President Jacques Chirac
Speech to French Community in Washington, D.C.
September 19, 2001
My dear fellow countrymen and women,
After the tragedies of last week, I wanted to be here with you at this time
of affliction and mourning, during my visit to the United States for talks with
For you, this has been a trauma you have experienced personally, as well as
with your nearest and dearest, your friends, and your colleagues at work. I
know you have set an example of dignity and solidarity in coping with this disaster
whose scale exceeds anything imaginable. With the people of France as a whole,
you have stood shoulder-to-shoulder with America in this moment of intense emotion.
The century just over revealed to us the monstrous nature of the demons lurking
in the human soul. We now have dreadful confirmation that people still exist
that are capable of perpetrating crimes against humanity, against the universal
conscience of mankind quite simply against life itself.
How can we conceive of such hatred, planned and organized to strike blindly
against so many victims? I am thinking of those thousands of men and women who
got up that morning to go to work ; I am thinking of their families, of the
children they had just left behind, of all those who loved them and who suddenly
find themselves with a part of their lives cut off. It has been said that what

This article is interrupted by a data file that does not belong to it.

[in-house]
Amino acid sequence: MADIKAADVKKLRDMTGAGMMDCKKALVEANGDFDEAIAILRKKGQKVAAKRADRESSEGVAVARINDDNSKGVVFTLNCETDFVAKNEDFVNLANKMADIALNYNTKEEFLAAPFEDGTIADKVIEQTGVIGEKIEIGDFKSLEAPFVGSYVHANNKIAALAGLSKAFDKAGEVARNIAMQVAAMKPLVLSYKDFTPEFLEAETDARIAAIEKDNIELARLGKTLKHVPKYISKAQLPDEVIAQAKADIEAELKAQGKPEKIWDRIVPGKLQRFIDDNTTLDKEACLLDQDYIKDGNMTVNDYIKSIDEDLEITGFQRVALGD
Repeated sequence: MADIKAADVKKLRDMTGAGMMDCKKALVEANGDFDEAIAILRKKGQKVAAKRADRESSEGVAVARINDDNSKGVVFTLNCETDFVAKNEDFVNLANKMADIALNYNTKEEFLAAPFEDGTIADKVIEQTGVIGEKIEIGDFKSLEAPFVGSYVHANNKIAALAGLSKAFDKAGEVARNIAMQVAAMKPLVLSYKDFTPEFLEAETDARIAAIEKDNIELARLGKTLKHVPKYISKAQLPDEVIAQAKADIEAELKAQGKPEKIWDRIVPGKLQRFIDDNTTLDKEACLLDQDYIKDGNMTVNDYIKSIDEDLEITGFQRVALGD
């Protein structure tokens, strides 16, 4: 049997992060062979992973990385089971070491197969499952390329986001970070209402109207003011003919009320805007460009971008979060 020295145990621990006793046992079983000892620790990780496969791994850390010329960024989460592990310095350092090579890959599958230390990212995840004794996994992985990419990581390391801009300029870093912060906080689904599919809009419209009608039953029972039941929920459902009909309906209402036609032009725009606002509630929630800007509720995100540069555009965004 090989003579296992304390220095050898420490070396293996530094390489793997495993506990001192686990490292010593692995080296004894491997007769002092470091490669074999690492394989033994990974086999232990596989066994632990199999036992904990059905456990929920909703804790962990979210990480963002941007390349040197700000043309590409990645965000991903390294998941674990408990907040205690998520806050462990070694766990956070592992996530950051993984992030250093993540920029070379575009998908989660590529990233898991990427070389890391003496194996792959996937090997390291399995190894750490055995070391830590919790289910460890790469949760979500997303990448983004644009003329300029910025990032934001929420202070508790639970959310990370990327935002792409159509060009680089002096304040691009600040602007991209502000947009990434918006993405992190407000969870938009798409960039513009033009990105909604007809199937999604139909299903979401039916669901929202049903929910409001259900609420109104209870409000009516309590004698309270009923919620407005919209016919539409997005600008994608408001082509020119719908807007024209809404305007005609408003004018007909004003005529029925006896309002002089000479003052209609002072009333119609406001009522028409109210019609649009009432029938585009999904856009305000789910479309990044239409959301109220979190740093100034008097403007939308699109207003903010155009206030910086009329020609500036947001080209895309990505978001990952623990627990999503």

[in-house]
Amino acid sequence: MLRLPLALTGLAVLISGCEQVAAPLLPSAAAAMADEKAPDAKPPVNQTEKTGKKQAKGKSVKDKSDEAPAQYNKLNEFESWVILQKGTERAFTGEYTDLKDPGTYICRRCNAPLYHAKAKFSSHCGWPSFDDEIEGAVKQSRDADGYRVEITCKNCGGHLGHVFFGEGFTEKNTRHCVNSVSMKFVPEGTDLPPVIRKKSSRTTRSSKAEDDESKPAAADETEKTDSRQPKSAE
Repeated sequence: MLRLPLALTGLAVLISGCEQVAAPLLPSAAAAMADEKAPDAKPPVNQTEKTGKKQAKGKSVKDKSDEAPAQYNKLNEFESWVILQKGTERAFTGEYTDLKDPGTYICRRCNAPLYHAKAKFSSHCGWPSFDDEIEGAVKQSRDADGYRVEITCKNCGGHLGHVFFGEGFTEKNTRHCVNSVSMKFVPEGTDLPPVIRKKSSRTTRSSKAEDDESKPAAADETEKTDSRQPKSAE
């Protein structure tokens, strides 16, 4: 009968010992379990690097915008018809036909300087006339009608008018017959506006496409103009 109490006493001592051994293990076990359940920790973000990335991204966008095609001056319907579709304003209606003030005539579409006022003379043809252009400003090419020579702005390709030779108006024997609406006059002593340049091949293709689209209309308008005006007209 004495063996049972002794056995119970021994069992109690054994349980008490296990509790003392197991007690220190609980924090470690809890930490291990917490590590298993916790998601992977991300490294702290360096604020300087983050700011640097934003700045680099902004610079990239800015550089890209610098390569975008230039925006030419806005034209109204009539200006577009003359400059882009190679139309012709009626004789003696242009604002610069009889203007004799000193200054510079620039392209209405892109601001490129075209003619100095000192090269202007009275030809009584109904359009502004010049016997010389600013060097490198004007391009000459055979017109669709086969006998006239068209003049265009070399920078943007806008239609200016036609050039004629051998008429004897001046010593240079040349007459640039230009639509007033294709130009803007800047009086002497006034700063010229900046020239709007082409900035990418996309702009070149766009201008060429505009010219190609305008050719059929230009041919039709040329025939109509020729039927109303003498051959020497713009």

was targeted were the symbols of American power. No, it was not American power
that was harmed. It was human dignity, it was the fragility of the human condition,
the very principle of life.
But make no mistake. Taking human life may be easy. But the values of our democratic
societies cannot be destroyed. For they are founded on respect for others, on
the acceptance of differences, on solidarity and dialogue : they are more powerful
than any act of criminal folly.
I am horrified at what has happened, but I do not fear for the future of our
societies. Here in America, and at home in France, as indeed everywhere in the
world where human values reign supreme, we shall stand firm. We will meet fanaticism,
hatred and terror with courage, determination and strength in the service of
justice and right, respecting our values.
I told President Bush that France stood four-square behind America. The ties
binding France and the United States have always been strongest in the trials
of history. Those ties are indissoluble. Today they find expression in the feelings
and emotions of the French people, and in the active, effective cooperation
between our two countries in the fight against terrorism. The whole international
community should participate in that effort.
Once more, as in the past, the democracies will prevail.